- Flight performance and planning
- Aircraft general knowledge
Step 5: Hour Building
The next stage of your modular pilot training steps is to complete your hour building. Hour building is a fantastic time given the amount of freedom you have.
There will probably never be a time when you can head to the airfield and fly to a different country for lunch – for no real reason. During hour building, make sure you enjoy yourself but also push yourself to develop your PPL skills ready for your CPL course.
What are the hour building requirements on for modular pilot training?
- 100 hours pilot in command
- 50 hours cross country (for your multi-engine instrument rating)
- 20 hours cross country (for CPL)
- VFR cross country flight of at least 540km (300 NM) for which landing at two aerodromes (different from the aerodrome of departure) must be made
Step 6: Night Rating
At some stage between PPL and before starting your CPL course, you need to have completed your night rating. The night rating consists of:
- theoretical knowledge instruction (no exam though!)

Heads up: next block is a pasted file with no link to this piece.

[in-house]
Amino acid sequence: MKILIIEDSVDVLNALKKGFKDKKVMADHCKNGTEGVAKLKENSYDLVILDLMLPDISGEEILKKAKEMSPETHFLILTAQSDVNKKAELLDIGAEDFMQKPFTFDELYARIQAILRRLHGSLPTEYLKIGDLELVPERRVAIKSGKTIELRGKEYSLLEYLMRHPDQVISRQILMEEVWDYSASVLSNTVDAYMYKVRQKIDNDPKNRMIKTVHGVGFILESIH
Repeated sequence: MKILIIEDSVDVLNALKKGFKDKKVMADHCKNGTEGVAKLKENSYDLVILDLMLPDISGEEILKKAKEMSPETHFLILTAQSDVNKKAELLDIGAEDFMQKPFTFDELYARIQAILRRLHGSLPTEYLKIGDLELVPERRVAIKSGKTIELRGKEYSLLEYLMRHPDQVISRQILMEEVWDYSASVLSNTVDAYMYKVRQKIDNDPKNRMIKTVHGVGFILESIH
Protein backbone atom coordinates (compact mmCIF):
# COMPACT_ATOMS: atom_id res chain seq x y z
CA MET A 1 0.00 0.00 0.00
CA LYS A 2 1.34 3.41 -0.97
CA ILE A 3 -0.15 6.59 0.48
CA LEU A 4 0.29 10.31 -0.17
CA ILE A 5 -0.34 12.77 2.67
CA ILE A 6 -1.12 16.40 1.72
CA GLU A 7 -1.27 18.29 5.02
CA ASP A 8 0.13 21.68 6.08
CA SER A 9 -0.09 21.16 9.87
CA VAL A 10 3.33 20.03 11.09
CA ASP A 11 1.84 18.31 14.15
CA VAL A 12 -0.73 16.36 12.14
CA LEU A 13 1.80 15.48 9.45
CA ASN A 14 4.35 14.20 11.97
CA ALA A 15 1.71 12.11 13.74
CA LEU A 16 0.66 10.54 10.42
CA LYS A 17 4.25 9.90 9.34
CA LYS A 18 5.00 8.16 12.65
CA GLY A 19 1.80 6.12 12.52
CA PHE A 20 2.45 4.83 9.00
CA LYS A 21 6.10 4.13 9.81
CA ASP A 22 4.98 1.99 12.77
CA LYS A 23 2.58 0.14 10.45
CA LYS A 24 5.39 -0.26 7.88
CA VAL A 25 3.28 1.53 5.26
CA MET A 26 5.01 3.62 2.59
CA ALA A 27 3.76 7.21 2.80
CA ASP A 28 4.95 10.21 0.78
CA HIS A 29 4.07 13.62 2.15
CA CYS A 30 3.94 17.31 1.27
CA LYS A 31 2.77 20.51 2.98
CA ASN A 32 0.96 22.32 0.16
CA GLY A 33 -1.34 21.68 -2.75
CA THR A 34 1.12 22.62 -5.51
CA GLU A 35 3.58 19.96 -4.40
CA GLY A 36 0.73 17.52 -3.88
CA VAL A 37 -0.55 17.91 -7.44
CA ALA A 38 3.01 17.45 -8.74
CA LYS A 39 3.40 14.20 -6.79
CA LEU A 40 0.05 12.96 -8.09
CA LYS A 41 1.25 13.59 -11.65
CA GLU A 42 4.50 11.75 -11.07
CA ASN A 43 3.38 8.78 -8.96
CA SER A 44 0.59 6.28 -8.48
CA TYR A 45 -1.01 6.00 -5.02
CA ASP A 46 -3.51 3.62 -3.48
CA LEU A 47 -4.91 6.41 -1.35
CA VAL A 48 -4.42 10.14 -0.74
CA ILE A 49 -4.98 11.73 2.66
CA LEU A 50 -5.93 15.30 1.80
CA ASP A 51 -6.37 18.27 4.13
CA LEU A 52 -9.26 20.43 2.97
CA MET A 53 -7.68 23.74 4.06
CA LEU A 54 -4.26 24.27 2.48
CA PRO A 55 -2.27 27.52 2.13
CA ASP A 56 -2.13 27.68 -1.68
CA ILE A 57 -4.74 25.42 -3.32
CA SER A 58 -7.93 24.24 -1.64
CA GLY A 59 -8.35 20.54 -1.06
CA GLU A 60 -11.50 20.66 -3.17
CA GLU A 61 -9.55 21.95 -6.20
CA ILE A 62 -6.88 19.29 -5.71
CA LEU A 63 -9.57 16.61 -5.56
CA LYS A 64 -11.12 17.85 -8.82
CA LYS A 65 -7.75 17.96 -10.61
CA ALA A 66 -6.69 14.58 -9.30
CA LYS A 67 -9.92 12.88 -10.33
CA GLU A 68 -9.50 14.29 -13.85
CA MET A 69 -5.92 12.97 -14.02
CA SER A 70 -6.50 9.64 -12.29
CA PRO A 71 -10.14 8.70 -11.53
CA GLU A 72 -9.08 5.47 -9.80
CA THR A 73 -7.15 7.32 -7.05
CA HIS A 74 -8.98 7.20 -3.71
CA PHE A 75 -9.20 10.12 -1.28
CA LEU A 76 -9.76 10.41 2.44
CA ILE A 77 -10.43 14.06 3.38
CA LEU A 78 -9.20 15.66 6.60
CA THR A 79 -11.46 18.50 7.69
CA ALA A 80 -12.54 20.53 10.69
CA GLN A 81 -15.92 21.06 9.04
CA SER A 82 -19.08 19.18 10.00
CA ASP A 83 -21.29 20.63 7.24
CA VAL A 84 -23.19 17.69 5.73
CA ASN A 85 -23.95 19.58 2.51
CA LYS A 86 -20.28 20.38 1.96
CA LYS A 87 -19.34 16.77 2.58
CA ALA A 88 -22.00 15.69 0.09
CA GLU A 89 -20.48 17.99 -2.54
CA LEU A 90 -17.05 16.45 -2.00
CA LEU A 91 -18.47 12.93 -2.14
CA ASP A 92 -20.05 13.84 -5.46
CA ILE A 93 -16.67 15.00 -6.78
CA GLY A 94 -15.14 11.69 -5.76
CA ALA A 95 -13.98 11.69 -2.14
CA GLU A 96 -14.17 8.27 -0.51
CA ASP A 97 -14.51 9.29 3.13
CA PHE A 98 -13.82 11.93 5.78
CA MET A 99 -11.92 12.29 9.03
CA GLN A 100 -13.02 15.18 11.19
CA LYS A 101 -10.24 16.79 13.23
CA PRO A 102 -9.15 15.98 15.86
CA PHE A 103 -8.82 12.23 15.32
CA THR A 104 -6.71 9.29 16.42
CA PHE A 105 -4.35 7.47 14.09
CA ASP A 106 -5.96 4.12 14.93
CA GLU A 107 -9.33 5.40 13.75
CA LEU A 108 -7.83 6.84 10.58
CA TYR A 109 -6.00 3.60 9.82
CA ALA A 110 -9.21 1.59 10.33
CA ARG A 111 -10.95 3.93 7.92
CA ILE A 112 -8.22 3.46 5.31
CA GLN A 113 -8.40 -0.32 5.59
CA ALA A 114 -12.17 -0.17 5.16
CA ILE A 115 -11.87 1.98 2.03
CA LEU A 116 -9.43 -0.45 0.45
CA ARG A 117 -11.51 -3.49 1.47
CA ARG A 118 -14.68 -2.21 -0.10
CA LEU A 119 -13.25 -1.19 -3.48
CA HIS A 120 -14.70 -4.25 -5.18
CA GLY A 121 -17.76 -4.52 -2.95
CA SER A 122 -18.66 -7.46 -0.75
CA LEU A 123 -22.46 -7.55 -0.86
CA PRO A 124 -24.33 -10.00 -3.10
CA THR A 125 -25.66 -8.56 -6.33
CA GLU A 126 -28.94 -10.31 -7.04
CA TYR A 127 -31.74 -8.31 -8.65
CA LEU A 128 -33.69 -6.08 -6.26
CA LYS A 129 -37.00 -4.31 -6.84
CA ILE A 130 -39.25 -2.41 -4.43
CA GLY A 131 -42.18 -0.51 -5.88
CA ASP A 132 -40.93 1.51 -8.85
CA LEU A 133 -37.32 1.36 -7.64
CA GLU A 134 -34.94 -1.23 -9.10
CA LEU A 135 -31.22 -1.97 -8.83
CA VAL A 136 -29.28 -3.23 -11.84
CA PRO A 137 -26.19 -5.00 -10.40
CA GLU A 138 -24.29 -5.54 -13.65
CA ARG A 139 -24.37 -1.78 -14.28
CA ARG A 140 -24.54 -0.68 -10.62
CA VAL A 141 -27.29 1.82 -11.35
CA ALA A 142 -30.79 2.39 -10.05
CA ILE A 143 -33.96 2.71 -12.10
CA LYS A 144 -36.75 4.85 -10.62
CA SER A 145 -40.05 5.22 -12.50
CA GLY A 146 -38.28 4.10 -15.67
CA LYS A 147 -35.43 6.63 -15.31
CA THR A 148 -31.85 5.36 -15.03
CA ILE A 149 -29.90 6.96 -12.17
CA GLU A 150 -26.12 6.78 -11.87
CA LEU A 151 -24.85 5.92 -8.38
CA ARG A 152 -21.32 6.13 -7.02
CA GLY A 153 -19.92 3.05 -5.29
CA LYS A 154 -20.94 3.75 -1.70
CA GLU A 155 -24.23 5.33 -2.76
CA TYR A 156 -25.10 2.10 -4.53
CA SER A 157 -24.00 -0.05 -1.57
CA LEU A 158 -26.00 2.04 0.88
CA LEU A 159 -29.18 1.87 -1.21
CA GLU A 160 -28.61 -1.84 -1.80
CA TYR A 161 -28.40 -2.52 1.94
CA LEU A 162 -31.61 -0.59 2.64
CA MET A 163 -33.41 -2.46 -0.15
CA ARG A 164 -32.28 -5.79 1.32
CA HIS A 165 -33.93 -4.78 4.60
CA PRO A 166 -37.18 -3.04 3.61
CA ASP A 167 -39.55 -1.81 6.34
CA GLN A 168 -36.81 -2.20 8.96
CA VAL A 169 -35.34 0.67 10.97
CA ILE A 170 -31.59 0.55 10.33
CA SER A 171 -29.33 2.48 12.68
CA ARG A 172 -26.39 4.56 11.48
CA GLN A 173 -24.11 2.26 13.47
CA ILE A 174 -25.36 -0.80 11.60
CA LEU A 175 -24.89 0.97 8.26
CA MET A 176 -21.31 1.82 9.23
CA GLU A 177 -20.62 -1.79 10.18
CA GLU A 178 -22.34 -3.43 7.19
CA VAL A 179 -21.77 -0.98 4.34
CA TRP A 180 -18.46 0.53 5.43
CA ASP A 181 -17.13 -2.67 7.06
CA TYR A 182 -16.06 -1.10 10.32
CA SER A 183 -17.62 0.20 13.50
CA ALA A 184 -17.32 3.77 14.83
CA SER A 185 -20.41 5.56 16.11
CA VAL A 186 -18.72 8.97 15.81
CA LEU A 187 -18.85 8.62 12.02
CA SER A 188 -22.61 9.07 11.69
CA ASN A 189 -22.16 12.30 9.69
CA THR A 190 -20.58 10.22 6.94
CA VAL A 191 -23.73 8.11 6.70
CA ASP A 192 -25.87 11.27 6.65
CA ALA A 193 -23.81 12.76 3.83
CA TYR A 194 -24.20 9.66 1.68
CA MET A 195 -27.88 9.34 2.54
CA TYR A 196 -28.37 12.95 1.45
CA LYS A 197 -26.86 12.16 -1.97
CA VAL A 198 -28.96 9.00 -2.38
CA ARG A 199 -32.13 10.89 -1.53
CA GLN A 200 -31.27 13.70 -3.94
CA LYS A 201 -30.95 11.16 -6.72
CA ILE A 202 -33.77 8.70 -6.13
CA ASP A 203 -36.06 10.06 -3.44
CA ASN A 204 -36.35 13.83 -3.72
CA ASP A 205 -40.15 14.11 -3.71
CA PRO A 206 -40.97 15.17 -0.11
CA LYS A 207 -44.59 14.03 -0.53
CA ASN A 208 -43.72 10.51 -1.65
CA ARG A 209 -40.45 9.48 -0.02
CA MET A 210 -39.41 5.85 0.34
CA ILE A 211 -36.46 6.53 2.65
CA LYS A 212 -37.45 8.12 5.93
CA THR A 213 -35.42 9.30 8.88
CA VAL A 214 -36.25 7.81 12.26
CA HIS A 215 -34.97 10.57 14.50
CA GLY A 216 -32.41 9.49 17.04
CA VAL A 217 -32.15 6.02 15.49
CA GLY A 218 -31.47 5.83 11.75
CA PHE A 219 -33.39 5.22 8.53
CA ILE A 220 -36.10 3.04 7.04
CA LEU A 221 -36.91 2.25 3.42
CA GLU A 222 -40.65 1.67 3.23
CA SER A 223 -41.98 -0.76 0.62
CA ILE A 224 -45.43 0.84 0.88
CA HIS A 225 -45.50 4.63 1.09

- 5 hours instruction at night of which, 3 hours are dual instruction and 1 hour of cross country (at least 50km/ 27NM)
- You also have to complete five solo full-stop landings.
I did my night rating at ANT in Blackpool in the winter.
Step 7: ATPL theory exams
The 14 ATPL theoretical exams are probably the worst part of professional pilot training! I completed my ATPL exams via distance learning. During the week I would study and at the weekend progress my hour building. Figure out what would work best for you and your specific situation.
What are the ATPL exam subjects?
- Air Law
- Operation Procedures
- Human Performance and Limitations